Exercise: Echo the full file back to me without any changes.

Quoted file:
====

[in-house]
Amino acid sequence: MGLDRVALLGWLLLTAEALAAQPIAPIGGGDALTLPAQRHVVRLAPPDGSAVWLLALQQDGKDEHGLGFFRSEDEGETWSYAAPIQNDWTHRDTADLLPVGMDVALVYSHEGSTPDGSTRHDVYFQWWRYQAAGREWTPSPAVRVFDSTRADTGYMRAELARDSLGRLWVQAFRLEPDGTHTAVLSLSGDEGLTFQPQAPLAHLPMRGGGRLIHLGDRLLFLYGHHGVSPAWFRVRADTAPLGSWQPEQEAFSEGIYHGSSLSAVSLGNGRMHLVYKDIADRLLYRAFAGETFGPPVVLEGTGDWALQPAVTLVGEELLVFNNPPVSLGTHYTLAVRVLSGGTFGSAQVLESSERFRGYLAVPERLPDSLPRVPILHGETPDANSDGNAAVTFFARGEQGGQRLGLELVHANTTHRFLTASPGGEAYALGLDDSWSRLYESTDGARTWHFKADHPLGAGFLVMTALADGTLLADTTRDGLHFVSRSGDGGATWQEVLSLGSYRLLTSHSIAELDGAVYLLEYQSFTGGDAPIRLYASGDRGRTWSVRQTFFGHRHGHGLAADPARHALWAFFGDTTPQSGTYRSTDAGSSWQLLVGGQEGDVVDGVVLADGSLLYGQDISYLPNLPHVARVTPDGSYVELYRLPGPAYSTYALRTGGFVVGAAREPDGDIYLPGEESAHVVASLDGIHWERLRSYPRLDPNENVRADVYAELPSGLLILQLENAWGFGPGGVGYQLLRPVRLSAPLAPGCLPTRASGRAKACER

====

[in-house]
Amino acid sequence: MGLDRVALLGWLLLTAEALAAQPIAPIGGGDALTLPAQRHVVRLAPPDGSAVWLLALQQDGKDEHGLGFFRSEDEGETWSYAAPIQNDWTHRDTADLLPVGMDVALVYSHEGSTPDGSTRHDVYFQWWRYQAAGREWTPSPAVRVFDSTRADTGYMRAELARDSLGRLWVQAFRLEPDGTHTAVLSLSGDEGLTFQPQAPLAHLPMRGGGRLIHLGDRLLFLYGHHGVSPAWFRVRADTAPLGSWQPEQEAFSEGIYHGSSLSAVSLGNGRMHLVYKDIADRLLYRAFAGETFGPPVVLEGTGDWALQPAVTLVGEELLVFNNPPVSLGTHYTLAVRVLSGGTFGSAQVLESSERFRGYLAVPERLPDSLPRVPILHGETPDANSDGNAAVTFFARGEQGGQRLGLELVHANTTHRFLTASPGGEAYALGLDDSWSRLYESTDGARTWHFKADHPLGAGFLVMTALADGTLLADTTRDGLHFVSRSGDGGATWQEVLSLGSYRLLTSHSIAELDGAVYLLEYQSFTGGDAPIRLYASGDRGRTWSVRQTFFGHRHGHGLAADPARHALWAFFGDTTPQSGTYRSTDAGSSWQLLVGGQEGDVVDGVVLADGSLLYGQDISYLPNLPHVARVTPDGSYVELYRLPGPAYSTYALRTGGFVVGAAREPDGDIYLPGEESAHVVASLDGIHWERLRSYPRLDPNENVRADVYAELPSGLLILQLENAWGFGPGGVGYQLLRPVRLSAPLAPGCLPTRASGRAKACER